Florence, Venice, & Way Too Much Gelato
Florence and Venice are two very different cities both teeming with culture and uniqueness. Florence has one main river and those famous Tuscan hills while Venice is surrounded (and sometimes submerged) by waterways and those famous Venetian gondolas. Both have a very rich cultural history and were important cultural hubs during the Renaissance.
You cannot look upon Florence without observing the massive cathedral rising above the other, more conspicuous buildings. Il Duomo just might be one of the most impressive buildings that I’ve seen, not only for its grandiose nature but the one-of-a-kind manner in which it was constructed. The massive dome was designed by Brunilesschi and actually consists of an inner and outer dome. What’s amazing is that it was built free hand without using any scaffolding, something unheard of at the time and still pretty unheard of today! I remembered from Humanities class in high school that Brunelesschi won a contest to design the dome and thinking it must be pretty impressive to witness and I certainly wasn’t disappointed.
I spent a lot of time in Florence just hanging out, shooting the breeze. My first night I joined a Couchsurfing meet up and we played some music on the stairs of the massive church. A few days later I was drawn to a park by the sound of a djembe and wound up leading some drum lessons to some really nice high schoolers who were hanging out. Seeing magnificent church after magnificent church, it’s always a welcome respite to take a day off from sight seeing and just take in the fresh air and lay down some fresh beats.
One of my favorite spots in Florence has to be the Piazza Michelangelo, which happened to be a two minute walk from the campground where I pitched my tent. Crowds gather every night for a view of the sunset over the city, gradually peeking underneath the city’s bridges. One of Michelangelo’s statues overlooks the cityscape where he trained his artistic talents for many years.
What really stood out for me in the city was some of the most scrumptious sandwiches around. The line outside All’ Antico Vinaio reflects its popularity, as well as the not so subtle moans from patrons taking their first bite of their massive 5€ sammies. A sandwich this tasty was too good not to share so I picked up some extra and joined some of the local hungry and homeless people on the street.
If Florence has incredible reasonably priced food, than Venice might be the opposite. There are many ‘tourist trap’ restaurants that are highly overpriced using frozen ingredients that will have you asking ‘Am I really in the food paradise that is Italy?‘. But the uniqueness of the aqualine architecture more than makes up for the sometimes underwhelming food. Plus if you do your research you can find some great reasonably priced meals. I really enjoyed cicchetti, the Italian version of tapas, where you can enjoy different small plates and great house wine. (The word is pronounced chi-keh-tea. In Italy the sounds of ci and ch are the opposite of English. For example, pistacchio is pronounced pis-tac-key-oh.)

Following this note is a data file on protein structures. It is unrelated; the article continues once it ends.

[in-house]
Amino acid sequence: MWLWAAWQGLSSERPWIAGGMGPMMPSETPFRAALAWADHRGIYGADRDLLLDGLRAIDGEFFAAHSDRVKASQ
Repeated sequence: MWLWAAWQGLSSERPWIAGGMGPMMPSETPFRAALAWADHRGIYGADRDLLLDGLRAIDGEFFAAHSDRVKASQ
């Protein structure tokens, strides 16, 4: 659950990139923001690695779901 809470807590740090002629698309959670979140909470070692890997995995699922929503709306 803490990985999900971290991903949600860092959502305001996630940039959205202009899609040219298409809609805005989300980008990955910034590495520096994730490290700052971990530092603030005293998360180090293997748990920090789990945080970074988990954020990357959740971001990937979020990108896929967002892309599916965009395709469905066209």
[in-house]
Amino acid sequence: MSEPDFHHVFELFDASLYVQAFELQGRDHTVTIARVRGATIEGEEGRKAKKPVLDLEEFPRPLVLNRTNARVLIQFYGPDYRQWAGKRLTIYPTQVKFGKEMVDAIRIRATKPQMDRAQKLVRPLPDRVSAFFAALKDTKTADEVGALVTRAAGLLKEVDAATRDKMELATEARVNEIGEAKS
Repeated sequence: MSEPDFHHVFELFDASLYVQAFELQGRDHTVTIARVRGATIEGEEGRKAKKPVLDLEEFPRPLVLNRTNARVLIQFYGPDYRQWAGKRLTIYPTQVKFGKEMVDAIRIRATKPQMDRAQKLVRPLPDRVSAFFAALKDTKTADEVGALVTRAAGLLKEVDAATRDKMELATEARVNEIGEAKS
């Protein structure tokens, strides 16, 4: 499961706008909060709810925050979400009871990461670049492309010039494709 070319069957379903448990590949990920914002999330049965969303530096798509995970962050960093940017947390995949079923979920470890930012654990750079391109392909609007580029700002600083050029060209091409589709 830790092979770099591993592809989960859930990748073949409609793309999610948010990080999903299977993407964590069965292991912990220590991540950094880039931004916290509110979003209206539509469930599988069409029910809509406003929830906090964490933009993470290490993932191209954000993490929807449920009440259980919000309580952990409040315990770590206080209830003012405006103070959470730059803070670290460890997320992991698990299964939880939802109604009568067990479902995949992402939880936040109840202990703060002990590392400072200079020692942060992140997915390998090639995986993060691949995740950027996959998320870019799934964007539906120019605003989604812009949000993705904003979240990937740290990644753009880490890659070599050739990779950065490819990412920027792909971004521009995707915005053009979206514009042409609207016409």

You can spend a few days wandering around Venice’s infamous water logged streets. Which is a good thing considering my original flight from Venice to France was cancelled the night before due to a strike by the French aircraft controllers. So I spent two extra days soaking up the sun on the beach in Lido and admiring the local architecture. The image of St. Mark, the winged lion, can be seen throughout the city. The church I attended as a kid was St. Mark’s Church where my great uncle (who played a huge role in my ability to travel and have these experiences) served as a pastor. My younger brother Craig even has a tattoo of the winged lion, making it surreal to see the image cast in magnificent statues.
There are a few small islands in Venice which have their own unique little niche. One of the ones I visited is Murano which is home to some of the most talented glass blowers in the world. Watching the experts heat and beat the glass, adding different minerals to create magnificent colors, makes you appreciate all the work that goes into their craft. Some true masterpieces were on display in their showrooms such as intricate chandeliers with price tags larger than what I spend traveling in a year. The workers cool their glass slowly for at least 24 hours, but I found the best way to cool myself quickly was with some authentic Italian gelato!
My buddy Josh who I was hanging with in both Florence and Venice had an even greater addiction to gelato than I did. Anytime of day, multiple times a day, it didn’t matter. The seductive call of the waffle cone overflowing with sweet bliss was overpowering. I was able to limit myself to one gelato a day, which I considered a strong feat of willpower. Once the gelato courses through your veins it is like heroine in assorted flavors, the urge for more is omnipresent. On every corner there is a gelateria ready to take as rage of your cravings. It was a good thing I was camping on the outskirts of the city, far removed from being able to submit to those midnight sugar cravings.
My time in Italy was certainly sweet, for many more reasons than just the sweets. So much cultural history, art, picturesque landscapes and architecture. So much pride goes into each meal, the brick oven pizzas, the locally produced wine. Grazie mille Italia!